Each year, general practitioners, hospitals and ICUs are overwhelmed with influenza patients. This viral infection is highly contagious, mainly affects the respiratory system, and can affect everyone. Seasonal influenza outbreaks vary in severity every season. The most recent severe season was in 2017-2018 which resulted in approximately 80,000 deaths in the US alone and another 152,000 in Europe. In addition to these seasonal outbreaks, global pandemics can also hit the population. Perhaps, the most famous one is the Spanish flu that emerged in 1918 and was responsible for the death of millions.
The focus of influenza treatment is prevention rather than curation. This is done by yearly vaccination of at-risk populations such as the elderly. Unfortunately, the protective effects of influenza vaccines are limited in the elderly due to senescence of their immune system. Moreover, the constant evolution of viral strains limits the effectiveness of seasonal influenza vaccines (i.e. the effectiveness varies from 15 to 60% every year). Once patients become ill due to influenza, they can be treated with small molecule antiviral drugs. However, drug-resistant influenza viruses frequently emerge and these may spread quickly in the population, adding complexity to the problem.
The main goal of this project is to come up with a radically different approach to control influenza. Our aim is to create biologicals that will be applied locally to treat and/or prevent influenza. The team will focus on the following specific goals:
- Development of a pan-influenza A neutralizing biological that will be effective against all influenza A strains and can be used every season and during global outbreaks.
- Generation of a stable cell line to produce the anti-influenza biologicals compliant with industrial production guidelines.
- Creation of a formulation that allows nebulization and hence local delivery of the biological in the airways.
- Execution of a cost-effectiveness study of the proposed biological-based solution with a focus on the prophylactic treatment in the elderly.
Facts & Figures
Pathogen epidemics will be controlled; new molecular insights are translated to health and prevention policies
Contribution to the project
The Lab of Prof. Xavier Saelens from the VIB-UGent Center for Medical Biotechnology together with the lab of Prof. Jan Steyaert from the VIB-VUB Center for Structural Biology will start by generating pan-influenza A biologicals. Two biologicals will be combined by the lab of Prof. Xavier Saelens to come up with a bispecific lead that will be validated in vitro and in vivo. The antiviral potency of the new biological will also be tested in vitro against viruses that are isolated from critically ill influenza patients by the group of Dr. Marijke Reynders.
The optimized biological lead product will be stably expressed in a CHO cell line that will be developed by the group of Prof. Nico Callewaert from the VIB-UGent Center for Medical Biotechnology. Moreover, a GMP-compliant production and purification process will be developed to comply with pharmaceutical production grade guidelines by Eurofins. The nebulization of the biological will be optimized by the group of Prof. Nathalie Heuzé-Vourc’h. Finally, in vivo nebulization and the protective potential of the biological against a candidate pandemic influenza virus strain will be tested and validated by RIVM in the Netherlands.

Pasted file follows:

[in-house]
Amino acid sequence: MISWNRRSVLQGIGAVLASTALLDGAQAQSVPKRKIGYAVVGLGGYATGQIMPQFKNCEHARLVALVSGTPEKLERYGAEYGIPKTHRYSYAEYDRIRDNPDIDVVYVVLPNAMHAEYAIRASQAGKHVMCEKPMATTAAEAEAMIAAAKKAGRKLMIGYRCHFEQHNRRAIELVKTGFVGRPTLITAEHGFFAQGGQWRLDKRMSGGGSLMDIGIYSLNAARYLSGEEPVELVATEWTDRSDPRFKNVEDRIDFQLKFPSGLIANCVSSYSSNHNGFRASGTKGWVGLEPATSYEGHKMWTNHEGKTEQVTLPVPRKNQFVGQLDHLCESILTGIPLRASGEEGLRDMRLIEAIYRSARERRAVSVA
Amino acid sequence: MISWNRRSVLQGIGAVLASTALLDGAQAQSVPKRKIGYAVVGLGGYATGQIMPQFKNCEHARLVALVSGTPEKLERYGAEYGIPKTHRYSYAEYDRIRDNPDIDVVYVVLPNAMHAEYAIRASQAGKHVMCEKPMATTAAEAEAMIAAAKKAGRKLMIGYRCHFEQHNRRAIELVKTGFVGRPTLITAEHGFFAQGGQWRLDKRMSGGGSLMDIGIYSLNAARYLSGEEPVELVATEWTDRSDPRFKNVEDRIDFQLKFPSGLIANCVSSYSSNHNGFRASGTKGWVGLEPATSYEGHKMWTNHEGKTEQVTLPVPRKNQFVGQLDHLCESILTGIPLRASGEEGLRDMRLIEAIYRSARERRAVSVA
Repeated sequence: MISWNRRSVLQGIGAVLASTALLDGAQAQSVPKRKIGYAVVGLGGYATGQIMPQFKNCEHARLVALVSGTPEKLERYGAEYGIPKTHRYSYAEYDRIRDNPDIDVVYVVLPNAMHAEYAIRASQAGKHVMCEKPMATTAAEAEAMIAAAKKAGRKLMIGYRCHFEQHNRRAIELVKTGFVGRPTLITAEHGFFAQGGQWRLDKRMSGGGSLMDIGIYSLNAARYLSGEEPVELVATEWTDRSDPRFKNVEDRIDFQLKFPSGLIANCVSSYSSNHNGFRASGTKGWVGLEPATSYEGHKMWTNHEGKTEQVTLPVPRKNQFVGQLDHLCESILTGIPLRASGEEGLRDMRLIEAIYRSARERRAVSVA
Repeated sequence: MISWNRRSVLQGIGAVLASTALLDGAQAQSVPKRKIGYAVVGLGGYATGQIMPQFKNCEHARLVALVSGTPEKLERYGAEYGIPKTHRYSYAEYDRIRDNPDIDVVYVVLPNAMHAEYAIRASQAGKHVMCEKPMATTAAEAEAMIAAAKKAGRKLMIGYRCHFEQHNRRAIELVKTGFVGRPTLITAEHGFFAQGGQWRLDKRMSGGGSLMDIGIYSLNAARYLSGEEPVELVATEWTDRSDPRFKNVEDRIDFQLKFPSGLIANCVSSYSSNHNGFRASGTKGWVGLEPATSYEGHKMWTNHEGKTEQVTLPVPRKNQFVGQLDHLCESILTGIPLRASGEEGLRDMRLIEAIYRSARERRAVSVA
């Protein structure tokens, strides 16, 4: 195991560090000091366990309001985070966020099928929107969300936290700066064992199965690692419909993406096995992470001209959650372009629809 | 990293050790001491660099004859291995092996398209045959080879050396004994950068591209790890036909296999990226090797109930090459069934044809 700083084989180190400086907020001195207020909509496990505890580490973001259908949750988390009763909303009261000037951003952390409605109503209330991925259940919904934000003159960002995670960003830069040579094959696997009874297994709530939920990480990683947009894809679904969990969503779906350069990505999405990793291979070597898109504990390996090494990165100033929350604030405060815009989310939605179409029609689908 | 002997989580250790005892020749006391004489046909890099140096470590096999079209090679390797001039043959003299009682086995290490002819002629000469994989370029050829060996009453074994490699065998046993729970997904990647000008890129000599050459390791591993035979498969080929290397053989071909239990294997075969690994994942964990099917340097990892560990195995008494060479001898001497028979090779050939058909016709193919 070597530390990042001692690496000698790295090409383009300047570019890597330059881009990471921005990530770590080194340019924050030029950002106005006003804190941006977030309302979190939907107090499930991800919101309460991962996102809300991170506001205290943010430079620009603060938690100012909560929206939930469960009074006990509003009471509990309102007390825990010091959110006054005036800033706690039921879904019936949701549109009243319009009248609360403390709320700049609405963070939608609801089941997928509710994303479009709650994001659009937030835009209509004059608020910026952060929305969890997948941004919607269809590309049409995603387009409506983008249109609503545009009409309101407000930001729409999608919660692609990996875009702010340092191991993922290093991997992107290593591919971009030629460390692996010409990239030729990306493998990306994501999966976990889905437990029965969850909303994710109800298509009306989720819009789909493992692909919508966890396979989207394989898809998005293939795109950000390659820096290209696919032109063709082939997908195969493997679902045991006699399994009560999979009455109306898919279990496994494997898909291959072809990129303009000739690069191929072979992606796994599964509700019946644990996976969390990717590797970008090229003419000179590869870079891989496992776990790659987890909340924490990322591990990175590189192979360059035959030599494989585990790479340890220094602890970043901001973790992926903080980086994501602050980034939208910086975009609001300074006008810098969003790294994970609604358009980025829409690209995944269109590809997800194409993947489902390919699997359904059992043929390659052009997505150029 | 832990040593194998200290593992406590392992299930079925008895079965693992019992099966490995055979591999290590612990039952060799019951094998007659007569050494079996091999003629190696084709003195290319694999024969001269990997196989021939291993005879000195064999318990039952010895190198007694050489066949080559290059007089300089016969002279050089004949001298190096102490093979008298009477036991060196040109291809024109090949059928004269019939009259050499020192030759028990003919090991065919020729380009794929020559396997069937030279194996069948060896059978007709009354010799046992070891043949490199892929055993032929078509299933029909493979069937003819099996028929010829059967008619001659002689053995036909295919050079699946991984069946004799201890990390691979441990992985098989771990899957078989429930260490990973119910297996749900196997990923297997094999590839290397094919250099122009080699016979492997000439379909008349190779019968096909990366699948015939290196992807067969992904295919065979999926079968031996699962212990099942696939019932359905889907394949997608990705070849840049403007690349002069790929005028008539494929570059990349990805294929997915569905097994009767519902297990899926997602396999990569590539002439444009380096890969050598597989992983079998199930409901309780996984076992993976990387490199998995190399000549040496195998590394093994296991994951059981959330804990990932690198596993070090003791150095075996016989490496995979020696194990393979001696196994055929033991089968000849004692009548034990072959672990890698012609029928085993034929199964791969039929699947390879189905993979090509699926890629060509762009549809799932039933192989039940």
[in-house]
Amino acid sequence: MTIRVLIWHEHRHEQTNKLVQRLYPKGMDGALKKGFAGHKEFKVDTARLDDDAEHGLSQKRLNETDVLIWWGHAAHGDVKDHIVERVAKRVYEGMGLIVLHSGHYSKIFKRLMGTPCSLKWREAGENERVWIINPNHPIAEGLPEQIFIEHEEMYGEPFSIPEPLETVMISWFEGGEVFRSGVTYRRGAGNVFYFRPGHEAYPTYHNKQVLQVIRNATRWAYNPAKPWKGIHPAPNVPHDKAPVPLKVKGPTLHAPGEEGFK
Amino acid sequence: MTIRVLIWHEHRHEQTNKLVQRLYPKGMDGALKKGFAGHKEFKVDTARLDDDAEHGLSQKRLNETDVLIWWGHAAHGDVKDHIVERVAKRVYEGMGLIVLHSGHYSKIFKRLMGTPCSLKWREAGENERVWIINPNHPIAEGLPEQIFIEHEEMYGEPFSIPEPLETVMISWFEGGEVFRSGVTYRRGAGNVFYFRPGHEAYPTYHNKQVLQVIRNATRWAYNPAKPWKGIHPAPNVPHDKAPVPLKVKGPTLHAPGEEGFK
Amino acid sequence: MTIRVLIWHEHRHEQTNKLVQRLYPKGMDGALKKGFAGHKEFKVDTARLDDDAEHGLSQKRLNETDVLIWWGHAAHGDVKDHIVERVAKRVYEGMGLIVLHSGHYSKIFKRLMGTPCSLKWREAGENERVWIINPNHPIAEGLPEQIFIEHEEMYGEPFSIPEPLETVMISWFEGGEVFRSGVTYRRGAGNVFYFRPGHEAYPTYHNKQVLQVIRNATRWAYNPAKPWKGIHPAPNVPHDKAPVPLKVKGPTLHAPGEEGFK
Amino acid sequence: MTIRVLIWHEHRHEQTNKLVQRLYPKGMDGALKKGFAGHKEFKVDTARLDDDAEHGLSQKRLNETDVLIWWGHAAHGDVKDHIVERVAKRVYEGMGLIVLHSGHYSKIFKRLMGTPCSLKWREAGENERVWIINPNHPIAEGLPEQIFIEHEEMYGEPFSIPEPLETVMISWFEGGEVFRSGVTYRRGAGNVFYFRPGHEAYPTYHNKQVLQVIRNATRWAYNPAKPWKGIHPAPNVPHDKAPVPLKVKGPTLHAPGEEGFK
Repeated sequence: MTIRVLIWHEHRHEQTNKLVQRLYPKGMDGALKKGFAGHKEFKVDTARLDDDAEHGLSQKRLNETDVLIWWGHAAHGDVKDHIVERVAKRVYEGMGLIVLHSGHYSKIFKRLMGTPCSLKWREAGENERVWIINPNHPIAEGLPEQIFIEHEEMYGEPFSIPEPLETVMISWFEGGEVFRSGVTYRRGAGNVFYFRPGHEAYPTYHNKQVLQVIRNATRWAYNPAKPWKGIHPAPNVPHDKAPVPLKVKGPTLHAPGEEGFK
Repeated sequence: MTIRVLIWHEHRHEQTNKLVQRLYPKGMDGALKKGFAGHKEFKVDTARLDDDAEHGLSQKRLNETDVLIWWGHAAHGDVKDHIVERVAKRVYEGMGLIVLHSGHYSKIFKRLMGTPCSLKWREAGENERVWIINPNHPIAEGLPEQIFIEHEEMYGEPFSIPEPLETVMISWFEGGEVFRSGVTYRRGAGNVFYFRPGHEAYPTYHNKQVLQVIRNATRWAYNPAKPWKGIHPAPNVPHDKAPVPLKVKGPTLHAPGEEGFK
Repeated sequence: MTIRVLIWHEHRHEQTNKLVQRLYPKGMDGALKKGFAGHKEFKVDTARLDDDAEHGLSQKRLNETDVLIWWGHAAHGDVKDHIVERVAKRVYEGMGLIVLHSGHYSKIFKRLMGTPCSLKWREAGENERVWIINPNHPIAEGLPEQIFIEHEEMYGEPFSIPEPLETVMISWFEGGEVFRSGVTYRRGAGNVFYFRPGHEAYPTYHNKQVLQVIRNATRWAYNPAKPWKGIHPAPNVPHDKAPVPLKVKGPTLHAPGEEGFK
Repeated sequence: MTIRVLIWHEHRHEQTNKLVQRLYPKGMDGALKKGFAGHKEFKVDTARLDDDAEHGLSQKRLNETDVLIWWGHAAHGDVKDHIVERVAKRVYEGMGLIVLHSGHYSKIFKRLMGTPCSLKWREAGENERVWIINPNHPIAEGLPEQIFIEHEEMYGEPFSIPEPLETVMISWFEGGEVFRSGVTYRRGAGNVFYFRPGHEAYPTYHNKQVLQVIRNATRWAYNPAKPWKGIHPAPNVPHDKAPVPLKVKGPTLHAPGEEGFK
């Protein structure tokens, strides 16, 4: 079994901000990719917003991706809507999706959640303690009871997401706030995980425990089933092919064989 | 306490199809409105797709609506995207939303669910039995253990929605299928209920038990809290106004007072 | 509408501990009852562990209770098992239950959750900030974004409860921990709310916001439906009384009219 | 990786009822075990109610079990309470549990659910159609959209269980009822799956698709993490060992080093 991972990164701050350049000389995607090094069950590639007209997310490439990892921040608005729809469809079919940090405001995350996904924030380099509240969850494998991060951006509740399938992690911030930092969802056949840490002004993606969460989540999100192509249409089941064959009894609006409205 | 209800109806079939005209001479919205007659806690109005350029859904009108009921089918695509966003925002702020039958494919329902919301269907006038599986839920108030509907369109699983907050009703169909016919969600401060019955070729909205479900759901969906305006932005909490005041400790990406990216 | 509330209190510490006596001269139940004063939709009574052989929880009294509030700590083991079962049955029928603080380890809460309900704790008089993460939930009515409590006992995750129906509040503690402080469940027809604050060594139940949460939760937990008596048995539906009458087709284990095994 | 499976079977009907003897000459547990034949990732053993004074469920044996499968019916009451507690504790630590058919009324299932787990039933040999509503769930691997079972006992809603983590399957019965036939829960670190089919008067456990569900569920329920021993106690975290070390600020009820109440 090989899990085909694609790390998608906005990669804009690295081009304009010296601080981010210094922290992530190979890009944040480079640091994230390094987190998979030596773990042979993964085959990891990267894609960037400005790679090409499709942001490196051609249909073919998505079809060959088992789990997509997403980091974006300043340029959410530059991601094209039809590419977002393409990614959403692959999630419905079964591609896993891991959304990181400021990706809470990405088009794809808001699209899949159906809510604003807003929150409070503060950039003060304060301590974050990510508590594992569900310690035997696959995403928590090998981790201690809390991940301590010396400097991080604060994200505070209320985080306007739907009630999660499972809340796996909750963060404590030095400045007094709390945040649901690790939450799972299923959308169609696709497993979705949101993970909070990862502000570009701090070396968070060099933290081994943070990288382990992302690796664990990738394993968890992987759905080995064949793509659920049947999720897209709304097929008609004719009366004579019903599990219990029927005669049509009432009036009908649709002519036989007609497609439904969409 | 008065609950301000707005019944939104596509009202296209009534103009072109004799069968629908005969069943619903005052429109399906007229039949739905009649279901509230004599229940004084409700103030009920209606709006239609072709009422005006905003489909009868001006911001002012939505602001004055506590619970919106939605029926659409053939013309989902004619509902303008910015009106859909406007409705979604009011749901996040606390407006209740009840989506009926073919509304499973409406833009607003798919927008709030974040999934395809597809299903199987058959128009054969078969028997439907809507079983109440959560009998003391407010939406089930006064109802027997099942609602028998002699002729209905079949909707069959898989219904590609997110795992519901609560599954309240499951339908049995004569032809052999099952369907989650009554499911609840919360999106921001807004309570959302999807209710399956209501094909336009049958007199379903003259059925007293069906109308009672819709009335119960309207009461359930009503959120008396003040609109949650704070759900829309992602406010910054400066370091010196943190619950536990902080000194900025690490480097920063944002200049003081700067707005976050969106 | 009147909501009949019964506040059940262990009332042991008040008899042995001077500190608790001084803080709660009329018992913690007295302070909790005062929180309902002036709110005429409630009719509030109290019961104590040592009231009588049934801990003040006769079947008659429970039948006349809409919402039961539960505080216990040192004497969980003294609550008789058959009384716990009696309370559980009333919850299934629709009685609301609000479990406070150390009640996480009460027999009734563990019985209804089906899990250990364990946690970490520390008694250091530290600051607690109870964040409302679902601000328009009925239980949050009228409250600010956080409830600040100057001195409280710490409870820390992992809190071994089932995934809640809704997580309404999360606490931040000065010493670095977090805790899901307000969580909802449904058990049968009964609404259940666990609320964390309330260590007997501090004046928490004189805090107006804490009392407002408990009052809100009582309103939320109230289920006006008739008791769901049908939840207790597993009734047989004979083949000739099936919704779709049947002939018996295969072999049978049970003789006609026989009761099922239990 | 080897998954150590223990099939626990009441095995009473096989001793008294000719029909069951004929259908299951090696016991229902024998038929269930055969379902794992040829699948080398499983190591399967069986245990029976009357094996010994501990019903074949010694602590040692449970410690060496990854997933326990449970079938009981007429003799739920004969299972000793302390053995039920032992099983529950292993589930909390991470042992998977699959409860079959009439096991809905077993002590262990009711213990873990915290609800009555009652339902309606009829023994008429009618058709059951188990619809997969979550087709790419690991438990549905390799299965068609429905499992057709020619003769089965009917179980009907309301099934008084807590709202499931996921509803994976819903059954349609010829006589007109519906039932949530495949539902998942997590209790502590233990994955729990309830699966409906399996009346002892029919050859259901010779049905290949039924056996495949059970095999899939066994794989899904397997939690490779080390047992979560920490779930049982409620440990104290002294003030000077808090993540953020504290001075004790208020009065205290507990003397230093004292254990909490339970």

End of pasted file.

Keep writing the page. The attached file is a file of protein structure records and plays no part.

Throughout the duration of the project, the cost effectiveness of the proposed treatment will be evaluated by the group of Prof. Dominique Van Dijck at the UGent.
This consortium aims to develop a CHO cell line that complies with large scale production guidelines, will have FTO status, and will also make it freely available for the research community without imposing restrictions. This strongly contributes to the open science policy of VIB in general.
In addition, the consortium will develop a biological with pan anti-influenza A activity that will be ready for clinical development. The formulation of this biological stabilizes it during nebulization. This allows for a focal treatment locally, namely at the infection site, thereby reducing dosing and costs of therapy.
Finally, the team will determine the cost-effective of the anti-influenza biological, weighing the societal benefits against the estimated cost of the new drug.
Upon successful completion of the project, a technology platform for the expression of antimicrobial biologicals in a biopharmaceutical production compliant cell line will have been developed. Importantly, nebulization of biologicals will also be developed during this project which reduces costs of therapy and will a pave the way to treat disease caused by other lung pathogens such as Mycobacterium tuberculosis, Pseudomonas aeruginosa and Acinetobacter baumanii.
Prof. Xavier Saelens emphasizes why nanobody therapies can help to protect our society against influenza: “While it takes 2-3 weeks before influenza vaccines protect, a nanobody-based prophylaxis would offer immediate protection. In addition, we are determined to use nanobodies that protect against multiple influenza A virus subtypes, including future pandemic strains."